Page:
I mentioned earlier today that my latest book project has gone to copyediting. To forestall a few questions:
Are you the sole author?
Good heavens no. Most of the heavy lifting was done by my colleague
Eric Carter. I’m just along to make sure that his love affair with the comma doesn’t get totally out of control. And I wrote a chapter or two here and there.
What’s the deal with writing a technical book?
I was going to write a long article about that, but fortunately
Eric Gunnerson did me a huge favour by writing it for me. I agree 100% with everything Eric says in his article.
If you are in it for the money and not the fame, I recommend becoming an expert in some technology and becoming a technical reviewer/editor. Though it’s less money, its way more dollars per hour unless you’re planning on writing a best seller. O’Reilly, APress and McGraw-Hill have given me good tech editing gigs over the years. It’s nice to have a hobby that pays for all your other hobbies.
What’s it about?
It’s a Tom Clancy-style page turner with lots of beautiful, deadly women, men who carry powerful handguns, and a plot to take over the world by improving knowledge worker productivity through adding managed customizations and add-ins behind Word, Excel, Outlook and Infopath.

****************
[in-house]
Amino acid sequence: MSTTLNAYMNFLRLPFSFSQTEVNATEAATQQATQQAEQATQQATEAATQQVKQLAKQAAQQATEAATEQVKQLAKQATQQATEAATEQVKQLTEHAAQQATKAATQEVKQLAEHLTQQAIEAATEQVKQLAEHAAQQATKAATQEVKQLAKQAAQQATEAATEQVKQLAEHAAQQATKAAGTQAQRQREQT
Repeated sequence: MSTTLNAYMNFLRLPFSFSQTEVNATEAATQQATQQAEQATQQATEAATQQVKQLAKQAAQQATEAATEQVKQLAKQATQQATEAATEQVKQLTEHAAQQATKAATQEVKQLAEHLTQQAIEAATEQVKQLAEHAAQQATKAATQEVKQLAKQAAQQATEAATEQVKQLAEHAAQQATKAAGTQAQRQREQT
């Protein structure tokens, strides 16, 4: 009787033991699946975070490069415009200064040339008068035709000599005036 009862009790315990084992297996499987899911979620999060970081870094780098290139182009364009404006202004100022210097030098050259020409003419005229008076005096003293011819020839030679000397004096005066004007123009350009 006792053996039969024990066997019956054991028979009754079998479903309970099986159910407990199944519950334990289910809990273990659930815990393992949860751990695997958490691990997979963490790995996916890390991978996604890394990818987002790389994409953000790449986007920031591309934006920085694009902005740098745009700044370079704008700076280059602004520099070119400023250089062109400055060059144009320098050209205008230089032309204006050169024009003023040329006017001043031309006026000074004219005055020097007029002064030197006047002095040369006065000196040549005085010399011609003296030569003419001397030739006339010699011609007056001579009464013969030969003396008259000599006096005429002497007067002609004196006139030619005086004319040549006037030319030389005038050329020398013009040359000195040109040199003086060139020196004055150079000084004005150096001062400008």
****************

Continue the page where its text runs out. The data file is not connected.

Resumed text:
What’s the title?
Well, I wanted to call it "Programming Customized Microsoft Word, Microsoft Excel, Microsoft Outlook and Microsoft InfoPath Customizations and Add-Ins With Microsoft Visual Studio .NET 2005 Tools For the Microsoft Office 2003 System In Microsoft Visual C# .NET" because haven’t you heard,
long book titles are totally in this year. Sadly, my coauthor and our editors cut that down to "Visual Studio Tools For Office Using C# with Word, Excel, Outlook and InfoPath". Not a single ".NET" or "Microsoft" in there!
Check out this swanky cover design:
Where can I get a copy?
If you happen to be at TechEd, Addison-Wesley is giving out free samples, or
you can download the sample in PDF form. (Note that, as it says in the PDF, this is a straight-from-the-devs drop of the text. The table of contents is in the wrong order, we probably use "which" where we should use "that", and so on.)
The book should be available in stores and at the Los Angeles Pro Dev Con in early September.
I’m just glad that most of the authors’ end of the work is done. That was a whole lot of weekends.